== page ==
WE ARE ILLINOIS
Chicago Tribune endorses Mark Kirk & Bill Brady
From the Chicago Tribune Editorial Board
Alexi Giannoulias is an engaging man — good humored, unfailingly considerate, and by every account a loyal friend. The essence of his campaign is that he's a buddy of the president and will vote with Democratic leaders nearly 100 percent of the time.
Giannoulias doesn't put it that bluntly. But neither does he pretend to be independent of party orthodoxy, from health care regulation to tax hikes to Big Labor's beloved "card check." Ask Giannoulias what federal spending bill of the last two years he would have opposed and, after some painful-to-watch evasion, he cannot name one. Ask him where he most strenuously disagrees with his party's policies and watch his intellectual gears grind as he grasps for anything controversial on which he disagrees at all.
So if you're looking to elect a party-line Illinoisan to the Senate, you have your man. On the climactic Senate votes that define this nation's very future for better or worse — be they on spending obligations or defense policy or industry bailouts — Alexi will be on the bus.
The trouble is that this election, more than many, can't be only an exercise in Which Party Prevails. The American people face one economic and national security challenge after another. This as official Washington further devolves into the addictive partisanship that sabotages the quest for solutions.
In 2010, the citizens of Illinois should send to the Capitol a senator who will bring expertise and independence. The candidate who fits that bill is Mark Kirk.
Today the Tribune endorses Kirk, a Republican, for the U.S. Senate seat that Roland Burris soon vacates. To understand our verdict, watch Giannoulias and Kirk's appearance before us this week. You'll find the video at chicagotribune.com/senate. Judge each man's depth and preparedness for the job. Judge knowledge and scope. Judge accomplishment. Judge which candidate has a proven record of thoughtful independence — of bucking his party when the good of this nation is at stake. You won't have difficulty making these judgments.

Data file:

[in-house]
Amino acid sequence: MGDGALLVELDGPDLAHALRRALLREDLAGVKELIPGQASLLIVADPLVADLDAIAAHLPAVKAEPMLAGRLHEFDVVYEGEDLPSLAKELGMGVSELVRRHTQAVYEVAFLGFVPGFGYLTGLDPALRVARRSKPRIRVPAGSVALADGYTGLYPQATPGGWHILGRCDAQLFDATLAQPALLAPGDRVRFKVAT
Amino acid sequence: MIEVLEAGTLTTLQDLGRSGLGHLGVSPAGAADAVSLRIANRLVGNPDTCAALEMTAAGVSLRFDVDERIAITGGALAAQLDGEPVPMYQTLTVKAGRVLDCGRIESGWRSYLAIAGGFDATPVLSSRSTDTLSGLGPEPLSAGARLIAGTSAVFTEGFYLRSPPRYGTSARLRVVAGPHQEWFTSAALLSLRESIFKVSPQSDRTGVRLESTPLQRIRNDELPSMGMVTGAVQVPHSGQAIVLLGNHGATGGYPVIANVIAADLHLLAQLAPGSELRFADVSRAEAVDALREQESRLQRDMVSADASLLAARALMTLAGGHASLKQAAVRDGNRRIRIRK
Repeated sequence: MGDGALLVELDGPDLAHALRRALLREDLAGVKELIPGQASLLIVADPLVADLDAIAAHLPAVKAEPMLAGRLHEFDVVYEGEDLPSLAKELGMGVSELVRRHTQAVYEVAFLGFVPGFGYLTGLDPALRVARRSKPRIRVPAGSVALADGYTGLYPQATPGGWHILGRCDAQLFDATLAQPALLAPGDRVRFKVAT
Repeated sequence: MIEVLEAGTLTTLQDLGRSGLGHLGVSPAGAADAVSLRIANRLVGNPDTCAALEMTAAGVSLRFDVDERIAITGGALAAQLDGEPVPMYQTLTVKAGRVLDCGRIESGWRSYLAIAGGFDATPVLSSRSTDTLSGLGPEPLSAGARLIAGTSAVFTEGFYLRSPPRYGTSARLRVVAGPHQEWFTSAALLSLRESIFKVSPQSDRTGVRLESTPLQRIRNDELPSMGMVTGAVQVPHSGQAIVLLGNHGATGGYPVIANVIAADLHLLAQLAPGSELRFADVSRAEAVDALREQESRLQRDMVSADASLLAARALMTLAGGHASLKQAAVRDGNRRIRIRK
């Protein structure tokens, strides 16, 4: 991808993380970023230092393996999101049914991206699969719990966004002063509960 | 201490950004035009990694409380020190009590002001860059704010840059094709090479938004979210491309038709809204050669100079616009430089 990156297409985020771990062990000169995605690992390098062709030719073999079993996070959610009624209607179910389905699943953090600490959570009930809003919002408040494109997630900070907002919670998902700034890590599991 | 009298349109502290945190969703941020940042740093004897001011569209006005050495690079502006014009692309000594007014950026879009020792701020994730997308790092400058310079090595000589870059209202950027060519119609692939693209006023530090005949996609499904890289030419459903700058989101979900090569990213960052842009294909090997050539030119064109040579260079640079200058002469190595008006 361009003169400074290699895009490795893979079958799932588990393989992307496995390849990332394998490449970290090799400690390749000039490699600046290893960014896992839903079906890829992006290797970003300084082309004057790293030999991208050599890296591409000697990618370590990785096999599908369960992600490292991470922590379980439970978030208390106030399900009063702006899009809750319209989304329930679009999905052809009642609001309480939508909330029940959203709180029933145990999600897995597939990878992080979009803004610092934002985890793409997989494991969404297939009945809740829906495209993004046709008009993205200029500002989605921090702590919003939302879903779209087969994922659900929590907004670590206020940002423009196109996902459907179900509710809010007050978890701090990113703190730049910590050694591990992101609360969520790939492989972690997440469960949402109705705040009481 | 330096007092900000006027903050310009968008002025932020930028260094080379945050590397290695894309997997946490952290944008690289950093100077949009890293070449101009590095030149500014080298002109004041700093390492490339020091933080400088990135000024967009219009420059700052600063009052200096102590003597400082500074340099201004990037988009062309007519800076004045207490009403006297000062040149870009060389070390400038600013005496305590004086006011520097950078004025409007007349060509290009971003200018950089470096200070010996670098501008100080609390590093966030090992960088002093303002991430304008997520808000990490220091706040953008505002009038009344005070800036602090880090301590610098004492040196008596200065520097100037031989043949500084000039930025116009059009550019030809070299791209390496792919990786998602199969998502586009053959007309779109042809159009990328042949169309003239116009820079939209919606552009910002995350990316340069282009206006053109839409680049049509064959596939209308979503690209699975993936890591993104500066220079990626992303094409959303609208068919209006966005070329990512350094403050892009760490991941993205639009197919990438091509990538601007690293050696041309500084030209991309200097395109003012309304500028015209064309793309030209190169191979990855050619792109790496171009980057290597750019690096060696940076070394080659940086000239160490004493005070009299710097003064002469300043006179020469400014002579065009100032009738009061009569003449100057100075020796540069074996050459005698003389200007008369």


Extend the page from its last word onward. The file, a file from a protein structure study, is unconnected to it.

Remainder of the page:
What complicates this decision is that simmering issue of trust. Kirk inexplicably embellished his distinguished military career. Giannoulias has had a disturbing approach-avoidance conflict with his family's Broadway Bank: The candidate for state treasurer who needed credibility as a financial expert boasted of his role as an in-charge loan exec. The candidate for senator says he wasn't in the room when bank officers made controversial loans to criminal figures. Our own dive into the details, and our repeated inquisitions of these men, lead us to conclude that, at times, each let his ambition run amok. You can argue that either man's difficulty with candor is more troubling than the other's. We've heard both cases, compellingly made.